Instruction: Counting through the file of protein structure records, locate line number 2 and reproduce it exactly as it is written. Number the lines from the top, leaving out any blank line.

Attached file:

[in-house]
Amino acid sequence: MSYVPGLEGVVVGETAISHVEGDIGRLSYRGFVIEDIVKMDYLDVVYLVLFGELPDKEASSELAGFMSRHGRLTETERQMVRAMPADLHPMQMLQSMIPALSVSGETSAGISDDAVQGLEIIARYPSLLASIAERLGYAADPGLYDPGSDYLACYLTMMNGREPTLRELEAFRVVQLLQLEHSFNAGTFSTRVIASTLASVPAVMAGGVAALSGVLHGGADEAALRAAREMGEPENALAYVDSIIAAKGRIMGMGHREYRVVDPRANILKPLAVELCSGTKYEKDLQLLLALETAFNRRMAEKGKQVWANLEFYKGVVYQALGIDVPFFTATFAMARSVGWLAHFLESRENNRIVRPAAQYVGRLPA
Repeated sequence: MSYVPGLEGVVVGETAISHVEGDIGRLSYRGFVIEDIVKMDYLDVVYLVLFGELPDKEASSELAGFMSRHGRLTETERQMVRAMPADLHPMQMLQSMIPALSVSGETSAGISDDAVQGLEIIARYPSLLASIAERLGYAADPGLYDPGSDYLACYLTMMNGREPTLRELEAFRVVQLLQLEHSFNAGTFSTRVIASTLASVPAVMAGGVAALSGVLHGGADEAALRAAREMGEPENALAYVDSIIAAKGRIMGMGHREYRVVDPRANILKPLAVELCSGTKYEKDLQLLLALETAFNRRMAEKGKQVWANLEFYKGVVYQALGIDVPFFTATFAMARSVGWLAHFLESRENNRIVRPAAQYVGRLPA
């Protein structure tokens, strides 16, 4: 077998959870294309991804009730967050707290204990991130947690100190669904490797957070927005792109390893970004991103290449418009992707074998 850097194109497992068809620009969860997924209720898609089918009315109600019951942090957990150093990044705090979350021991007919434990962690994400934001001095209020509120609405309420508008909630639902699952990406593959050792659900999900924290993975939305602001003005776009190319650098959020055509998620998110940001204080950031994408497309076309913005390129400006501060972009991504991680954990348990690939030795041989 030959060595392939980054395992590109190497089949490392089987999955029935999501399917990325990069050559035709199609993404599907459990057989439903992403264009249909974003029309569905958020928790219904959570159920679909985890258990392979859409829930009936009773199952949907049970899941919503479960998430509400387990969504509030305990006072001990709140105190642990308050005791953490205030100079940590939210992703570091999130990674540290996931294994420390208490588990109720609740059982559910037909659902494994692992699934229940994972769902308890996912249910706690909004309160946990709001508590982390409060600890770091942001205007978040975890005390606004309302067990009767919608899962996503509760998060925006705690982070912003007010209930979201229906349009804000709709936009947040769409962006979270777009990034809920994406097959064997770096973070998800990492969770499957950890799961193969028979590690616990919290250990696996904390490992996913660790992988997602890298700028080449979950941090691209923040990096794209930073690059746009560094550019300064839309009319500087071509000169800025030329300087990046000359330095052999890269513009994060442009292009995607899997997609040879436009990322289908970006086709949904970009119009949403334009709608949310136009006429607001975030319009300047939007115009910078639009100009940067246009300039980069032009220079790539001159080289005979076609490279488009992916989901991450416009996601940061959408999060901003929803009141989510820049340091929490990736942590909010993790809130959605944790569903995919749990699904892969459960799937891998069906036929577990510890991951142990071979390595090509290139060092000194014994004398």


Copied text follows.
Amino acid sequence: MSYVPGLEGVVVGETAISHVEGDIGRLSYRGFVIEDIVKMDYLDVVYLVLFGELPDKEASSELAGFMSRHGRLTETERQMVRAMPADLHPMQMLQSMIPALSVSGETSAGISDDAVQGLEIIARYPSLLASIAERLGYAADPGLYDPGSDYLACYLTMMNGREPTLRELEAFRVVQLLQLEHSFNAGTFSTRVIASTLASVPAVMAGGVAALSGVLHGGADEAALRAAREMGEPENALAYVDSIIAAKGRIMGMGHREYRVVDPRANILKPLAVELCSGTKYEKDLQLLLALETAFNRRMAEKGKQVWANLEFYKGVVYQALGIDVPFFTATFAMARSVGWLAHFLESRENNRIVRPAAQYVGRLPA